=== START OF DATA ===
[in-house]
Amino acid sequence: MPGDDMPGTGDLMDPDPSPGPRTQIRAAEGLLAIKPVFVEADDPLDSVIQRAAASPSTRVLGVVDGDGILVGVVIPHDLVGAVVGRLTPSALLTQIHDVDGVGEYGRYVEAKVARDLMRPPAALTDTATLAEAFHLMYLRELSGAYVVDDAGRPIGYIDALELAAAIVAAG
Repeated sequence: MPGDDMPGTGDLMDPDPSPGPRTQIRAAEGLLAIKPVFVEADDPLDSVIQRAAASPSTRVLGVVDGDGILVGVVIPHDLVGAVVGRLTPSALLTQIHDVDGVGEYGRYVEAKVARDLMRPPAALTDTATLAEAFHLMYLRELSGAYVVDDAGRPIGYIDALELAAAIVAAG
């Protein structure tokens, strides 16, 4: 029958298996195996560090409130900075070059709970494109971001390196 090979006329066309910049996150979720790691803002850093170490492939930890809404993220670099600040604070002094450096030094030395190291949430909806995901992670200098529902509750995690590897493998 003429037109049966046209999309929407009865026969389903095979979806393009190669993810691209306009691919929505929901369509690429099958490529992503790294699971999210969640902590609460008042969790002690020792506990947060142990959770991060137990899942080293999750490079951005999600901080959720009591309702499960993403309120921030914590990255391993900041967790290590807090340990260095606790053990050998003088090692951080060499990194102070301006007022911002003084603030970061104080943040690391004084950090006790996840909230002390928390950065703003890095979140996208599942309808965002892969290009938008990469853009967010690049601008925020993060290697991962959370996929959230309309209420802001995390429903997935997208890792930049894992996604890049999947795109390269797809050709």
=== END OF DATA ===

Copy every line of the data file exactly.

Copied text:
[in-house]
Amino acid sequence: MPGDDMPGTGDLMDPDPSPGPRTQIRAAEGLLAIKPVFVEADDPLDSVIQRAAASPSTRVLGVVDGDGILVGVVIPHDLVGAVVGRLTPSALLTQIHDVDGVGEYGRYVEAKVARDLMRPPAALTDTATLAEAFHLMYLRELSGAYVVDDAGRPIGYIDALELAAAIVAAG
Repeated sequence: MPGDDMPGTGDLMDPDPSPGPRTQIRAAEGLLAIKPVFVEADDPLDSVIQRAAASPSTRVLGVVDGDGILVGVVIPHDLVGAVVGRLTPSALLTQIHDVDGVGEYGRYVEAKVARDLMRPPAALTDTATLAEAFHLMYLRELSGAYVVDDAGRPIGYIDALELAAAIVAAG
């Protein structure tokens, strides 16, 4: 029958298996195996560090409130900075070059709970494109971001390196 090979006329066309910049996150979720790691803002850093170490492939930890809404993220670099600040604070002094450096030094030395190291949430909806995901992670200098529902509750995690590897493998 003429037109049966046209999309929407009865026969389903095979979806393009190669993810691209306009691919929505929901369509690429099958490529992503790294699971999210969640902590609460008042969790002690020792506990947060142990959770991060137990899942080293999750490079951005999600901080959720009591309702499960993403309120921030914590990255391993900041967790290590807090340990260095606790053990050998003088090692951080060499990194102070301006007022911002003084603030970061104080943040690391004084950090006790996840909230002390928390950065703003890095979140996208599942309808965002892969290009938008990469853009967010690049601008925020993060290697991962959370996929959230309309209420802001995390429903997935997208890792930049894992996604890049999947795109390269797809050709």